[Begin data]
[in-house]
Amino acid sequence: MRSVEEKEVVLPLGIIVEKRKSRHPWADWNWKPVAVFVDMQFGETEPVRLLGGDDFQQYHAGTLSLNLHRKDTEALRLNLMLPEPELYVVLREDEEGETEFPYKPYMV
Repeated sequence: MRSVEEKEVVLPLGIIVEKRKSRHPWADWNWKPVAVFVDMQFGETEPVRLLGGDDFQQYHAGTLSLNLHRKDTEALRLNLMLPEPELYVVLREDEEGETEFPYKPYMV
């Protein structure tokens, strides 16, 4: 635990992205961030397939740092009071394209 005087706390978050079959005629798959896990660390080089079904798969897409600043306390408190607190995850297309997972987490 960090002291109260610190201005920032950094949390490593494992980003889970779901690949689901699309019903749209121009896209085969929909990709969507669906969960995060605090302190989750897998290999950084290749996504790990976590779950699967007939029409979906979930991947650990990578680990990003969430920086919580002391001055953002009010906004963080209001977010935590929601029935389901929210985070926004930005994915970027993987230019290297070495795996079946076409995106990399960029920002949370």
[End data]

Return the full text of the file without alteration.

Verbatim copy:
[in-house]
Amino acid sequence: MRSVEEKEVVLPLGIIVEKRKSRHPWADWNWKPVAVFVDMQFGETEPVRLLGGDDFQQYHAGTLSLNLHRKDTEALRLNLMLPEPELYVVLREDEEGETEFPYKPYMV
Repeated sequence: MRSVEEKEVVLPLGIIVEKRKSRHPWADWNWKPVAVFVDMQFGETEPVRLLGGDDFQQYHAGTLSLNLHRKDTEALRLNLMLPEPELYVVLREDEEGETEFPYKPYMV
């Protein structure tokens, strides 16, 4: 635990992205961030397939740092009071394209 005087706390978050079959005629798959896990660390080089079904798969897409600043306390408190607190995850297309997972987490 960090002291109260610190201005920032950094949390490593494992980003889970779901690949689901699309019903749209121009896209085969929909990709969507669906969960995060605090302190989750897998290999950084290749996504790990976590779950699967007939029409979906979930991947650990990578680990990003969430920086919580002391001055953002009010906004963080209001977010935590929601029935389901929210985070926004930005994915970027993987230019290297070495795996079946076409995106990399960029920002949370």